Renewable energy generation
Flexibility and storage are what matters most
As COVID-19 hit the world, energy demand declined, and electricity generation was more than ever dominated by renewable energy sources. More flexibility in demand and different types of storage are what matters most as the share of renewable energy generation grows.
Making wastewater clean
Artificial Intelligence helps detect toxic substances
European scientists are using photonics to develop a laser system to detect and trace toxic substances in wastewater. Using Artificial Intelligence and machine learning, this system will be able to continuously monitor water in a live setting with no need for sampling or preparation.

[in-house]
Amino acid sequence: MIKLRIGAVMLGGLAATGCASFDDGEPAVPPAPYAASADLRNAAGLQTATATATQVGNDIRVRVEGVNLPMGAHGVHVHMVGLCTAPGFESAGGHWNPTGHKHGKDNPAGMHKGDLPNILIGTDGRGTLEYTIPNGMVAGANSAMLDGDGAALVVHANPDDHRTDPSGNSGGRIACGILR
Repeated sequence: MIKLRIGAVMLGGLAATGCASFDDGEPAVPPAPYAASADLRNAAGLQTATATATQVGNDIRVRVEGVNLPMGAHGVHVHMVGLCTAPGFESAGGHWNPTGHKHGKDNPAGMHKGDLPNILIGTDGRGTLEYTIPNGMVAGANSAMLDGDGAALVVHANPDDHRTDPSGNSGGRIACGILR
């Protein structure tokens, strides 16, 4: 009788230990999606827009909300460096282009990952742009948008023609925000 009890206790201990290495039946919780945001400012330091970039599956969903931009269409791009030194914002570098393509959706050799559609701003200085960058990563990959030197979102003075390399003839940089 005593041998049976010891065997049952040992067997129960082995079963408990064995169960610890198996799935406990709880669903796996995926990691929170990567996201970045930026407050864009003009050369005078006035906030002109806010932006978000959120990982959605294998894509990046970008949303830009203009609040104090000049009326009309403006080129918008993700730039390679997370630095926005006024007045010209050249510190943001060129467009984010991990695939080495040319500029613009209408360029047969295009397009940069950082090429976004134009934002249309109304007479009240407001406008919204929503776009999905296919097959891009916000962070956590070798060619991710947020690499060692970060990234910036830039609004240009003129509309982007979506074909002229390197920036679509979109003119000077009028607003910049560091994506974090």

Fragile food systems
Accelerating the move to digital technologies
Digital technologies and networks have the ability to help fragile food systems navigate through troubling times. Examples in Peru, Kenya and Uruguay show how collecting, using and analysing massive amounts of machine-readable data can help transform our food systems.
It’s about more than just the money
We should be careful not to define the value of energy resilience in money terms only. Four concrete examples demonstrate how decision makers leading an energy storage project can choose to do energy justice to low-income communities.
Cities and infrastructure
3 inspiring places putting nature first
Smart green cities can protect nature, create millions of jobs and trillions of additional revenues or savings by 2030. Find out how 3 inspiring places put nature first, designing energy-neutral buildings, protecting coastal communities against flooding or securing water supply.
Food supply chains
Technology helps consumers to get more engaged
COVID-19 got more people thinking about food supply chains than ever before, presenting a chance for consumers to push companies to illuminate the invisible parts. This can be done with existing technology such as blockchain, chemical footprinting and drones.